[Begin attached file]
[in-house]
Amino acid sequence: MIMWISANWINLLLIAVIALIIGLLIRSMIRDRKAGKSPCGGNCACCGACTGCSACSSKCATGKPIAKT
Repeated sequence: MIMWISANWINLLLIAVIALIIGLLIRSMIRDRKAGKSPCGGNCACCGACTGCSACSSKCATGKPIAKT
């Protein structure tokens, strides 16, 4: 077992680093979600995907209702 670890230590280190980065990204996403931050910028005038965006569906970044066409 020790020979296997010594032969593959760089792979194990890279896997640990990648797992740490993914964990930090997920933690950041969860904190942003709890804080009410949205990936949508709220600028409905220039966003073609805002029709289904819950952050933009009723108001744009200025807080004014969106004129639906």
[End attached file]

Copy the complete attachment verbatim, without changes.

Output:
[in-house]
Amino acid sequence: MIMWISANWINLLLIAVIALIIGLLIRSMIRDRKAGKSPCGGNCACCGACTGCSACSSKCATGKPIAKT
Repeated sequence: MIMWISANWINLLLIAVIALIIGLLIRSMIRDRKAGKSPCGGNCACCGACTGCSACSSKCATGKPIAKT
């Protein structure tokens, strides 16, 4: 077992680093979600995907209702 670890230590280190980065990204996403931050910028005038965006569906970044066409 020790020979296997010594032969593959760089792979194990890279896997640990990648797992740490993914964990930090997920933690950041969860904190942003709890804080009410949205990936949508709220600028409905220039966003073609805002029709289904819950952050933009009723108001744009200025807080004014969106004129639906």